For those of you who don't know me, I'm one of the many teachers that got laid off this past school year. I decided to start substitute teaching this fall in order to earn some cash and to keep up with what's going on with the schools around me. One thing I love about teaching is that every day is different; you never know what to expect from the kids. Most of my friends would describe me as a 31 year-old woman with the sense of humor of a 15 year-old boy. As a teacher this can be dangerous ground because it requires a LOT of self-control to not laugh at dirty jokes and inappropriate comments. I can't tell you how many times I've heard things that I think are hilarious, but I have to fake a stern expression and reprimand some kid.
I usually do a pretty good job at keeping myself in check. I may have a potty mouth at home, but at work I flip a switch and my vocabulary changes to that of a professional. My most recent brush with this appropriate/inappropriate balancing act is one that have to share.
I was subbing for a very good friend of mine who teaches Freshman, English/Language Arts. Due to her last minute illness there were no plans, so a fellow English teacher came to me (two minutes before the bell) and told me to read this short story called: A Perfect Day For Bananafish, by J.D. Salinger. She had photocopied it for me and everything. Now I'm a huge fan of Catcher In The Rye, but I haven't read a lot of Salinger's other works (Bananafish included).
Having NO time to read the story before the class started, I (like any good teacher) decided to wing it. After all, a fellow English teacher photocopied the story and told me to read it. It had to be okay, right? Wrong! The woman who gave me the story teaches upperclassmen and I don't know if she hadn't read the story recently, or just took for granted some of the content, either way the story was a bit much for a group of 14 year-olds.
Naively, I started reading the story out loud. It takes place in the late 1940's and typical of Salinger, the characters reek of wealth and superiority. Things were fine for the first couple of pages, until I saw it. Do you know how you can be reading out loud but your eyes are ahead of your voice? That happened to me. As I was saying the words, I saw the word 'pussy' up ahead. I started freaking out internally. In the milliseconds before I had to say the dreaded word I thought, "Shit! I don't know these kids. I didn't know this word was in here! I didn't prepare them for it and how am I supposed to explain it to them?!? Who says the word pussy to a bunch of Freshmen? I'm so going to screw this up."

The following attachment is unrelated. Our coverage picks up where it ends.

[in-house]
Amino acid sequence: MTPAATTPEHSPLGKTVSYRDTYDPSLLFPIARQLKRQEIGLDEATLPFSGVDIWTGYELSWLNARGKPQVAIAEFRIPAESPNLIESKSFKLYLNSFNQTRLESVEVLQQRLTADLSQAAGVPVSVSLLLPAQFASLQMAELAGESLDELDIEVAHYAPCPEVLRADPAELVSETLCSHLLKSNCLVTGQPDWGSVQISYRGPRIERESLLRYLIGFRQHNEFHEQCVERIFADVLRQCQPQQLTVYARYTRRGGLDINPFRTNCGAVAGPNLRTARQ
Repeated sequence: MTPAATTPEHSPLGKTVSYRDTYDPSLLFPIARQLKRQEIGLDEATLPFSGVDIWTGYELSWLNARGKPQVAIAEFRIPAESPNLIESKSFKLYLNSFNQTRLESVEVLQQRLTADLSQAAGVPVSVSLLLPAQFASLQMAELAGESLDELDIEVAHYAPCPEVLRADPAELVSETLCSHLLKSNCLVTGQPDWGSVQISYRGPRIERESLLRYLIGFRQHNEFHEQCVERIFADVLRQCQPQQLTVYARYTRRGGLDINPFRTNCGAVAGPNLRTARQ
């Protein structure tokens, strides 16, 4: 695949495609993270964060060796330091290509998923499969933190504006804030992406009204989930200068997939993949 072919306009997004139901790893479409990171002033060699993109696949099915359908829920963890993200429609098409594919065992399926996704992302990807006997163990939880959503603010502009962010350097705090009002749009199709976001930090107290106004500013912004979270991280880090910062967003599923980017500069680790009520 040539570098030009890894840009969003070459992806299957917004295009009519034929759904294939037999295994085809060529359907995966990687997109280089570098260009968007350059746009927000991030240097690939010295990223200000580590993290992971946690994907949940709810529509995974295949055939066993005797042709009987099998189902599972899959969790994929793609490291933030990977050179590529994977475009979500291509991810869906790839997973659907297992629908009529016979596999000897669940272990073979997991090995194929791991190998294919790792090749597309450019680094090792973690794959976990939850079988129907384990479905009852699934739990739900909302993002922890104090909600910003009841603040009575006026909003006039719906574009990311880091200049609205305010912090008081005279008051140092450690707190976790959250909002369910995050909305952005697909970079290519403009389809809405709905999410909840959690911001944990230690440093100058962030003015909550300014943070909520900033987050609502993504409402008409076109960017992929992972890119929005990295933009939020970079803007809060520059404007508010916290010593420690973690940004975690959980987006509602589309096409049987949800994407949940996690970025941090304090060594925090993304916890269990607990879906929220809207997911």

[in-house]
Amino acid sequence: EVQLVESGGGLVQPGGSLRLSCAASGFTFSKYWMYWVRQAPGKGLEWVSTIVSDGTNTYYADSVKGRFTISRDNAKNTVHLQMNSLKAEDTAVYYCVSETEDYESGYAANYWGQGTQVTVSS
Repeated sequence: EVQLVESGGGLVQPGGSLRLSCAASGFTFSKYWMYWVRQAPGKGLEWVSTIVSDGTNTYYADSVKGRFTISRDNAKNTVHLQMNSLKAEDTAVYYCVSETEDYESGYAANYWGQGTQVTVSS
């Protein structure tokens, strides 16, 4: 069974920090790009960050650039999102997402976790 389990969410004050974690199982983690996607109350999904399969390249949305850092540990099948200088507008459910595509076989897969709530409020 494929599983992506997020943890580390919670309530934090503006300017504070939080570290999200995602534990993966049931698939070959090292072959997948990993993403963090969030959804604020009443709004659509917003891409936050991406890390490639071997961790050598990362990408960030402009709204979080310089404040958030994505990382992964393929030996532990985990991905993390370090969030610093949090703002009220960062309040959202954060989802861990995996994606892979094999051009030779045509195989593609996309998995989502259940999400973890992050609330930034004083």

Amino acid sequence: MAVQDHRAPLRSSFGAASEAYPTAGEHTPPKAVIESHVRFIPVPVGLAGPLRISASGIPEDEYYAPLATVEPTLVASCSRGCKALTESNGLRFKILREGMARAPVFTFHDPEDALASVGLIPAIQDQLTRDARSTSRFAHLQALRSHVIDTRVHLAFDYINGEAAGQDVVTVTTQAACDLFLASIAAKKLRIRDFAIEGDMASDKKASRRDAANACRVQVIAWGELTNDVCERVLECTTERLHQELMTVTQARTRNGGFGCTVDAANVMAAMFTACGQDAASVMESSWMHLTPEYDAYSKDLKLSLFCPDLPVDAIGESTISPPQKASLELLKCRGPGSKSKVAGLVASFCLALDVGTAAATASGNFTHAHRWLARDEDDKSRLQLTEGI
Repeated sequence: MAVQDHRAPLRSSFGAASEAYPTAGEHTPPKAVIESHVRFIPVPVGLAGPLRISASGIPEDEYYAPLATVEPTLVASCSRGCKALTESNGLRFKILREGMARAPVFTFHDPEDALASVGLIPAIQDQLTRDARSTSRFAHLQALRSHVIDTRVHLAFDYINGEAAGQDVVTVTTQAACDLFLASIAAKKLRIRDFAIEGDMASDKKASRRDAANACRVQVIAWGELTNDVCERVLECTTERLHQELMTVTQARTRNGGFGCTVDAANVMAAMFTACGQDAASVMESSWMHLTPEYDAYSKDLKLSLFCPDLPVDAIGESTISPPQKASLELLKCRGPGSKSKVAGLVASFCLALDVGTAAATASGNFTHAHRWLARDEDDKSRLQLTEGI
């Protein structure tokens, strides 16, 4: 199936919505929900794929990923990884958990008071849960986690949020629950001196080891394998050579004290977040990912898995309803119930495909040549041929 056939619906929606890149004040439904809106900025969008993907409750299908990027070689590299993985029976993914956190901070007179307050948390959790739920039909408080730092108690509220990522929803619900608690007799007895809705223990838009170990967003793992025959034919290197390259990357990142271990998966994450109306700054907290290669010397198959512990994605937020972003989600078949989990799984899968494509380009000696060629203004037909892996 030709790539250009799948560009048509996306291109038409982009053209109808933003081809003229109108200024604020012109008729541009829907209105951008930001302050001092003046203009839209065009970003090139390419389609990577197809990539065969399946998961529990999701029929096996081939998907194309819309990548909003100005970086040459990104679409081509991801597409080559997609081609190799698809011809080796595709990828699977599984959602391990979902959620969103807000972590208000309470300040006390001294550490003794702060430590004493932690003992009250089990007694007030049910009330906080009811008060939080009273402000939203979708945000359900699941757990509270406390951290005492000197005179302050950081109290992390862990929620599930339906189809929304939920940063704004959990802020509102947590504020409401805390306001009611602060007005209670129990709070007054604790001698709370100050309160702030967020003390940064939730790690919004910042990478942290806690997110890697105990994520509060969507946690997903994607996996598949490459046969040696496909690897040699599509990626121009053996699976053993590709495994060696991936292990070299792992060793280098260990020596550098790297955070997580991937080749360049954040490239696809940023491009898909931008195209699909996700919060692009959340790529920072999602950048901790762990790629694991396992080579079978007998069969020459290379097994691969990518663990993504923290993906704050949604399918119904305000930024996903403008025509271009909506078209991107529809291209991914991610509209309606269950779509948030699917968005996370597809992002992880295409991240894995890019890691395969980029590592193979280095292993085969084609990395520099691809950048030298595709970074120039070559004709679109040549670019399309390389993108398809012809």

I couldn't do anything about it, so I made a noise that said, "Woah didn't see that coming," and read on. I was hoping that I wouldn't have to say it again, maybe I could just ignore the word like I'd never said it out loud in the first place. Yeah, that was wishful thinking because Salinger decided to throw it in a couple more times for good measure! So there I am reading this short story, not knowing where it's going, or how I'm going to explain that in this case the P-bomb didn't mean vagina, to a group of fourteen year-olds that I've never met. Embarrassing much? Lucky for me the kids were awesome and didn't make any rude comments. In fact I think they were more embarrassed than me because I didn't even hear any snickering.
If you're wondering how I handled it, I went on to explain that some of the language used back then had different meanings than it does today. In this case, a mother was calling her daughter by the nickname "pussycat" and in this context the word does not mean the same dirty thing it does today. Phew!
To make matters worse, the main character shoots himself in the head in the last sentence. Again, this is something I would have liked to warn the students about, but instead I was completely blindsided. When I finished, one kid looked at me and said, "I don't like this story". My response was, "yeah, I didn't pick it."